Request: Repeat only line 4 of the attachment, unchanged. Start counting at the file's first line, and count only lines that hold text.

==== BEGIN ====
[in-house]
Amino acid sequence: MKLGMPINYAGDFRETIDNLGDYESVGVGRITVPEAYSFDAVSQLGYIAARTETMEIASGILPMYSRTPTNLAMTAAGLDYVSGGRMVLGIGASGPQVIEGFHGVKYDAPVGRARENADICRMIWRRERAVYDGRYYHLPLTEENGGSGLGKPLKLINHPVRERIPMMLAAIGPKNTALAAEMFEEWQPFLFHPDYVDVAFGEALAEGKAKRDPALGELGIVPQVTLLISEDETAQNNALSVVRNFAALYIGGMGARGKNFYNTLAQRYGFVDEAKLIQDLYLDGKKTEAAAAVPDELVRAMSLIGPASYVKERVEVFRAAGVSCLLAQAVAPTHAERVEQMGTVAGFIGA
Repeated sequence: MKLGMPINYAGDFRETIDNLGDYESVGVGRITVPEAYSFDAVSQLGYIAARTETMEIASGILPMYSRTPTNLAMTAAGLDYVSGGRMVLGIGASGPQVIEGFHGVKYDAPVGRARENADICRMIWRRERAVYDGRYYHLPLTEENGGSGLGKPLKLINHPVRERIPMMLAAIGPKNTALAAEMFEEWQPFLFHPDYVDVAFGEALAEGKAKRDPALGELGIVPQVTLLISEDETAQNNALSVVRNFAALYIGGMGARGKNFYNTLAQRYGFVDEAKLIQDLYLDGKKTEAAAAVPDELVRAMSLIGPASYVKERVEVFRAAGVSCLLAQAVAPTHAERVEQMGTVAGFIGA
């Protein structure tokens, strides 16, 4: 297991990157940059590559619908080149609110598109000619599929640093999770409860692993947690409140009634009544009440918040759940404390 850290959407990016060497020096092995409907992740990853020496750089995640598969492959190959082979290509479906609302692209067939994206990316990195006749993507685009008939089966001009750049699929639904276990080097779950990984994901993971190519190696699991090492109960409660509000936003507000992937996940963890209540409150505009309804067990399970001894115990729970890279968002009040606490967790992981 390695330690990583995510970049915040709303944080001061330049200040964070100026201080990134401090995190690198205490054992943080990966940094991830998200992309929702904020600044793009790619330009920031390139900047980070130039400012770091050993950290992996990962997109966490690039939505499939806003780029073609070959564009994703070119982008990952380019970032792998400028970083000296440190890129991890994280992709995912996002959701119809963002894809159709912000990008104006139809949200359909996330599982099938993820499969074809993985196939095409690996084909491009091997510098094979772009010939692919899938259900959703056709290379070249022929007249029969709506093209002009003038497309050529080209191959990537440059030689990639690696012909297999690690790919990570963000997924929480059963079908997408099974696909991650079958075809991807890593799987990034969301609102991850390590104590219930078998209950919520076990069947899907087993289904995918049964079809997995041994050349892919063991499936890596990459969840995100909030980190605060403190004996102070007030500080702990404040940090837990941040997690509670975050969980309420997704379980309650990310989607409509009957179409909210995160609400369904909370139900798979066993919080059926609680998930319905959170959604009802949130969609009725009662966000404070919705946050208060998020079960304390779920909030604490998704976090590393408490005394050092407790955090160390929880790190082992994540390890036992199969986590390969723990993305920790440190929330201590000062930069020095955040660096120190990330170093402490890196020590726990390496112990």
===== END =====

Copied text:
């Protein structure tokens, strides 16, 4: 297991990157940059590559619908080149609110598109000619599929640093999770409860692993947690409140009634009544009440918040759940404390 850290959407990016060497020096092995409907992740990853020496750089995640598969492959190959082979290509479906609302692209067939994206990316990195006749993507685009008939089966001009750049699929639904276990080097779950990984994901993971190519190696699991090492109960409660509000936003507000992937996940963890209540409150505009309804067990399970001894115990729970890279968002009040606490967790992981 390695330690990583995510970049915040709303944080001061330049200040964070100026201080990134401090995190690198205490054992943080990966940094991830998200992309929702904020600044793009790619330009920031390139900047980070130039400012770091050993950290992996990962997109966490690039939505499939806003780029073609070959564009994703070119982008990952380019970032792998400028970083000296440190890129991890994280992709995912996002959701119809963002894809159709912000990008104006139809949200359909996330599982099938993820499969074809993985196939095409690996084909491009091997510098094979772009010939692919899938259900959703056709290379070249022929007249029969709506093209002009003038497309050529080209191959990537440059030689990639690696012909297999690690790919990570963000997924929480059963079908997408099974696909991650079958075809991807890593799987990034969301609102991850390590104590219930078998209950919520076990069947899907087993289904995918049964079809997995041994050349892919063991499936890596990459969840995100909030980190605060403190004996102070007030500080702990404040940090837990941040997690509670975050969980309420997704379980309650990310989607409509009957179409909210995160609400369904909370139900798979066993919080059926609680998930319905959170959604009802949130969609009725009662966000404070919705946050208060998020079960304390779920909030604490998704976090590393408490005394050092407790955090160390929880790190082992994540390890036992199969986590390969723990993305920790440190929330201590000062930069020095955040660096120190990330170093402490890196020590726990390496112990």